PMHB, January 2019

Home Publications PMHB, January 2019

PMHB, January 2019


Articles in the January 2019 PMHB explore Abraham Lincoln's swing state strategy, the work of "lady architect" Minerva Parker Nichols, and the preservation of the warship Olympia.


Front matter


Abraham Lincoln's Swing State Strategy: Tariff Surrogates and the Pennsylvania Election of 1860
by Phillip W. Magness

"Lady Architect": The Work and Writings of Minerva Parker Nichols in Late Nineteenth-Century Philadelphia
by Margaret (Molly) Lester

"Save the Olympia!" Preserving Dewey's Flagship in Twentieth-Century Philadelphia
by Seth C. Bruggeman

Book Reviews

Grimes, The Western Delaware Indian Nation, 1730–1795: Warriors and Diplomats
by Heather Hatton

Anishanslin, Portrait of a Woman in Silk: Hidden Histories of the British Atlantic World
by Nicole Mahoney

Ireland, Sentiments of a British-American Woman: Esther DeBerdt Reed and the American Revolution
by Rachel Monroy

Furstenberg, When the United States Spoke French: Five Refugees Who Shaped a Nation
by R. William Weisberger

Rusert, Fugitive Science: Empiricism and Freedom in Early African American Culture
by Sean Morey Smith

Densmore, Faulkner, Hewitt, and Palmer, eds., Lucretia Mott Speaks: The Essential Speeches and Sermons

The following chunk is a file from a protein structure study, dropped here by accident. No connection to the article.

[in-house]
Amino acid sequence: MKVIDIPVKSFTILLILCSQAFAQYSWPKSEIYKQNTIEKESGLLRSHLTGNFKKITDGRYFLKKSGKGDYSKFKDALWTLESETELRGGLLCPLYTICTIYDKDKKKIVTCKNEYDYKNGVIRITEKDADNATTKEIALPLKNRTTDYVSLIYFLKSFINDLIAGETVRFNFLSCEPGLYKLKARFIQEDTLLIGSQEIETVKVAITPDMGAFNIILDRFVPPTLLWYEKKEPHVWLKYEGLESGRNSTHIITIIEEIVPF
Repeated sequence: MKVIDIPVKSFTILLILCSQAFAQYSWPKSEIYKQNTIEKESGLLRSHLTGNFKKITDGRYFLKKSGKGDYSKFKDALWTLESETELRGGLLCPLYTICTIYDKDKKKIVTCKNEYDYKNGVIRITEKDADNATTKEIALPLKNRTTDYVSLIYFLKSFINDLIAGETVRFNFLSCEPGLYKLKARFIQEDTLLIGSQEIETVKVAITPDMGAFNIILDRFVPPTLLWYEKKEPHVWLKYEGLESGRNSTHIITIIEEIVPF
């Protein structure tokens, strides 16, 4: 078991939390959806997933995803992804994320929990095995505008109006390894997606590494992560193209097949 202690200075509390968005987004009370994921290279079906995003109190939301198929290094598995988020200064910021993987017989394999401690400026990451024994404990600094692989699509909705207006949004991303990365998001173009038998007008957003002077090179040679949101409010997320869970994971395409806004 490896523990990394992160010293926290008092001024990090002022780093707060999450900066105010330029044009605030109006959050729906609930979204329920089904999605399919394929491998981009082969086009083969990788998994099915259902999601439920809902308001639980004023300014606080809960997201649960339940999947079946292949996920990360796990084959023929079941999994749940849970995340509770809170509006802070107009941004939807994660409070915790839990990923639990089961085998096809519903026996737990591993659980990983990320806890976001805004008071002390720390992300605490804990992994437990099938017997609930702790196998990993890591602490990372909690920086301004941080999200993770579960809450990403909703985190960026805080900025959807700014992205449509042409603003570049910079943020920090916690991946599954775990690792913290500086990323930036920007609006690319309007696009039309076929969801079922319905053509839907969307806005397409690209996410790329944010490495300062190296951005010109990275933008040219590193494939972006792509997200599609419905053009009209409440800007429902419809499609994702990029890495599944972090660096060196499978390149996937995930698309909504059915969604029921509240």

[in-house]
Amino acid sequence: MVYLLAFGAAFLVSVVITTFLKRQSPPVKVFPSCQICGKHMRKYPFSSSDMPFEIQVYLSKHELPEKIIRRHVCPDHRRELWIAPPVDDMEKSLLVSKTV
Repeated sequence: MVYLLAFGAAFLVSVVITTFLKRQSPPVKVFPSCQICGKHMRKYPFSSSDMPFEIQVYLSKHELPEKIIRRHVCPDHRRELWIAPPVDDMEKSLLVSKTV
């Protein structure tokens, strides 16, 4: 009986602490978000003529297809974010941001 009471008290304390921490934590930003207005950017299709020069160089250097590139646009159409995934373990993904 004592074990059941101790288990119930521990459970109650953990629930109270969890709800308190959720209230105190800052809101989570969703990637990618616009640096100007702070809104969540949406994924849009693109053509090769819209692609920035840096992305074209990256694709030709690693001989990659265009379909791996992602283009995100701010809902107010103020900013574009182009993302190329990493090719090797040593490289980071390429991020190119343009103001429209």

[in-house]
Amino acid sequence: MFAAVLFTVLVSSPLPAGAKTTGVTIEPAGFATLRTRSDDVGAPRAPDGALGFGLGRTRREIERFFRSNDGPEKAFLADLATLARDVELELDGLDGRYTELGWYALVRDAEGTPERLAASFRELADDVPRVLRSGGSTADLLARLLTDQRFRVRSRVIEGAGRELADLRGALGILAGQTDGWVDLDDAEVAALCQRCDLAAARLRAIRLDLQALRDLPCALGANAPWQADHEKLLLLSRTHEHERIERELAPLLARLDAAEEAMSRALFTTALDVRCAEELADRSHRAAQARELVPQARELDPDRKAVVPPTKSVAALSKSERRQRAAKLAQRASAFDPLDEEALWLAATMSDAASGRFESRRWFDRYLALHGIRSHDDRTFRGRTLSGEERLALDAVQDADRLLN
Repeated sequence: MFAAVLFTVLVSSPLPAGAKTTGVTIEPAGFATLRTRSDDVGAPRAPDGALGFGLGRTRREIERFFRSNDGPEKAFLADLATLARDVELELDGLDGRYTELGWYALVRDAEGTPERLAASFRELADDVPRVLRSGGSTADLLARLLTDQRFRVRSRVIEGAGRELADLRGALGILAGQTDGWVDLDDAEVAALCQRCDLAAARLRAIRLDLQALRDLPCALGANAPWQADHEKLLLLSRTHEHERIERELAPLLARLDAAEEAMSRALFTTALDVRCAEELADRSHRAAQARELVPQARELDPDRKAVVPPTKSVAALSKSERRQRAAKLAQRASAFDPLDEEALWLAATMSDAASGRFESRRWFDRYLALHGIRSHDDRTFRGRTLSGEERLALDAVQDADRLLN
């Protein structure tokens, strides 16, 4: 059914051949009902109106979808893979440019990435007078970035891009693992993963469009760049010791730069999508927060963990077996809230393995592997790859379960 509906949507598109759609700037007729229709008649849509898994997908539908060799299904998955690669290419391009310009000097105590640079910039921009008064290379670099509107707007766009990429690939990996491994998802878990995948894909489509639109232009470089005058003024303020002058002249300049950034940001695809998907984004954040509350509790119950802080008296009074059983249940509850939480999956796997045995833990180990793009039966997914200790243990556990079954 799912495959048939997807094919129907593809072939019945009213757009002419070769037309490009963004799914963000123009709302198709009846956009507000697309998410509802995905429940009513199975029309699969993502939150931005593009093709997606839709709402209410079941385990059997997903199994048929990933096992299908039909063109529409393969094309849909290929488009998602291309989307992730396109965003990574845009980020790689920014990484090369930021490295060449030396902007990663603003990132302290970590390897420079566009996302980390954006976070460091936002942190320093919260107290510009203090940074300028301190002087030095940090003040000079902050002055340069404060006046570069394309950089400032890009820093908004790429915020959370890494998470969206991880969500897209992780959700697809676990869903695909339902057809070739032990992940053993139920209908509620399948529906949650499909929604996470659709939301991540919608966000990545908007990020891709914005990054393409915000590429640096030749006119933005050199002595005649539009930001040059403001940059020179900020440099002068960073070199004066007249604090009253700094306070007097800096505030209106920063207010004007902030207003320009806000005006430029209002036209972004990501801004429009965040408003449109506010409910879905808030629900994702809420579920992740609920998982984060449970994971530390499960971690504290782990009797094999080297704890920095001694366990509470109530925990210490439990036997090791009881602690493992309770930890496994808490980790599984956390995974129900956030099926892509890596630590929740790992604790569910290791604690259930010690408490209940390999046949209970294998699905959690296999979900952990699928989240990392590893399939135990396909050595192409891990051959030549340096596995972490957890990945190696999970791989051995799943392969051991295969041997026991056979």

by Mary T. Freeman

Gross, Hannah Mary Tabbs and the Disembodied Torso: A Tale of Race, Sex, and Violence in America
by Carolyn Levy

Kelly, Power, and Cary, Hope in Hard Times: Norvelt and the Struggle for Community during the Great Depression
by Angela Shope Stiefbold

Back matter

Cover image: Preservation flier painted by Henry Dexter Learned. Box 6, Henry Dexter Learned Papers, Special Collections Research Center, Temple University Libraries, Philadelphia, Pennsylvania. One of the founders of the Cruiser Olympia Association Inc., Temple University professor Henry Dexter Learned played a crucial role in the preservation of Admiral George Dewey’s flagship, now a familiar landmark at Penn’s Landing in Philadelphia. Far from inevitable, Olympia’s preservation saga intersected with evolving understandings of race, gender, and America’s place in the world. In “‘Save the Olympia!’ Preserving Dewey’s Flagship in Twentieth-Century Philadelphia,” Seth Bruggeman traces this story, connecting it to issues in twenty-first-century shipboard interpretation.